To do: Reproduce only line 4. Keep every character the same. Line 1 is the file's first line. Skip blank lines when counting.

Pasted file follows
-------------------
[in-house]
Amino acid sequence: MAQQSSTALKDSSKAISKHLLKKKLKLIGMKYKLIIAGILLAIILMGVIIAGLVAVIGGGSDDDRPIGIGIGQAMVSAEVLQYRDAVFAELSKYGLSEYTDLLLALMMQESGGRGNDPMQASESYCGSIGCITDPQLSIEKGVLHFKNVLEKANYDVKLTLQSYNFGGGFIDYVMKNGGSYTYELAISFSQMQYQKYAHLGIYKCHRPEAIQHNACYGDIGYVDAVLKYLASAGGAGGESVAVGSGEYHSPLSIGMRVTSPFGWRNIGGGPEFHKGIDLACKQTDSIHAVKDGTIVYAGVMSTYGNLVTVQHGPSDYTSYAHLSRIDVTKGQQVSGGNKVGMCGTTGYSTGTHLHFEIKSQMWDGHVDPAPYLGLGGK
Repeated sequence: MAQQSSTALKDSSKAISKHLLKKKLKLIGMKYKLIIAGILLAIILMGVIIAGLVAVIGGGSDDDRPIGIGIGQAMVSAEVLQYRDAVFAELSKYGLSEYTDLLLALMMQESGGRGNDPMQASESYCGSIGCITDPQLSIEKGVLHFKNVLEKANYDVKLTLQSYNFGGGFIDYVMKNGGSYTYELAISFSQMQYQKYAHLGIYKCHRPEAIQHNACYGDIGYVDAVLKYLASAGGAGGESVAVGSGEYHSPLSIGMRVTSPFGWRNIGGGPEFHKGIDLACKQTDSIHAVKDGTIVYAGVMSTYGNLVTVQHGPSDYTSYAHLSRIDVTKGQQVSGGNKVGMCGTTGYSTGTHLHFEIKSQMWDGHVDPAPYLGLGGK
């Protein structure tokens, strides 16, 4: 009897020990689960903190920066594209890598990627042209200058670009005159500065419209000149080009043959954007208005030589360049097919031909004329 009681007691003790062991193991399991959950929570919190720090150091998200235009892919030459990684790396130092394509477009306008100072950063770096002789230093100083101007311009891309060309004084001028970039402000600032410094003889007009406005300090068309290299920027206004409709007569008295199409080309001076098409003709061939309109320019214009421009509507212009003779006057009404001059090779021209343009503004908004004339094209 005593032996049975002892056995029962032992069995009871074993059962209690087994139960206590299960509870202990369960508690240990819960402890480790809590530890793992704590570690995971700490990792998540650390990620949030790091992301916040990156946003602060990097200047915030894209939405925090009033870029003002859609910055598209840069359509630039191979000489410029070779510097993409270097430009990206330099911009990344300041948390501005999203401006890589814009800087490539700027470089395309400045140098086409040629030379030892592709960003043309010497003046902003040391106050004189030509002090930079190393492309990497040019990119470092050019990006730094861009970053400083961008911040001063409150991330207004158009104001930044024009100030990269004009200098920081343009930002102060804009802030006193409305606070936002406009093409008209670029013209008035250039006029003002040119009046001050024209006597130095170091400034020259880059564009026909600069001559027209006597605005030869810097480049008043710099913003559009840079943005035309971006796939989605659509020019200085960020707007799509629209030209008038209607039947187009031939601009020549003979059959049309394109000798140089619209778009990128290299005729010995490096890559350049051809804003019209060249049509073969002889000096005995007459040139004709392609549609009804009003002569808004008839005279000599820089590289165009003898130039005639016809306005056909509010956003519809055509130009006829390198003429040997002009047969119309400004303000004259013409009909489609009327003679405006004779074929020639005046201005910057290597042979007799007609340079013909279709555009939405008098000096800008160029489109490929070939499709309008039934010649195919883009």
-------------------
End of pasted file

């Protein structure tokens, strides 16, 4: 009897020990689960903190920066594209890598990627042209200058670009005159500065419209000149080009043959954007208005030589360049097919031909004329 009681007691003790062991193991399991959950929570919190720090150091998200235009892919030459990684790396130092394509477009306008100072950063770096002789230093100083101007311009891309060309004084001028970039402000600032410094003889007009406005300090068309290299920027206004409709007569008295199409080309001076098409003709061939309109320019214009421009509507212009003779006057009404001059090779021209343009503004908004004339094209 005593032996049975002892056995029962032992069995009871074993059962209690087994139960206590299960509870202990369960508690240990819960402890480790809590530890793992704590570690995971700490990792998540650390990620949030790091992301916040990156946003602060990097200047915030894209939405925090009033870029003002859609910055598209840069359509630039191979000489410029070779510097993409270097430009990206330099911009990344300041948390501005999203401006890589814009800087490539700027470089395309400045140098086409040629030379030892592709960003043309010497003046902003040391106050004189030509002090930079190393492309990497040019990119470092050019990006730094861009970053400083961008911040001063409150991330207004158009104001930044024009100030990269004009200098920081343009930002102060804009802030006193409305606070936002406009093409008209670029013209008035250039006029003002040119009046001050024209006597130095170091400034020259880059564009026909600069001559027209006597605005030869810097480049008043710099913003559009840079943005035309971006796939989605659509020019200085960020707007799509629209030209008038209607039947187009031939601009020549003979059959049309394109000798140089619209778009990128290299005729010995490096890559350049051809804003019209060249049509073969002889000096005995007459040139004709392609549609009804009003002569808004008839005279000599820089590289165009003898130039005639016809306005056909509010956003519809055509130009006829390198003429040997002009047969119309400004303000004259013409009909489609009327003679405006004779074929020639005046201005910057290597042979007799007609340079013909279709555009939405008098000096800008160029489109490929070939499709309008039934010649195919883009």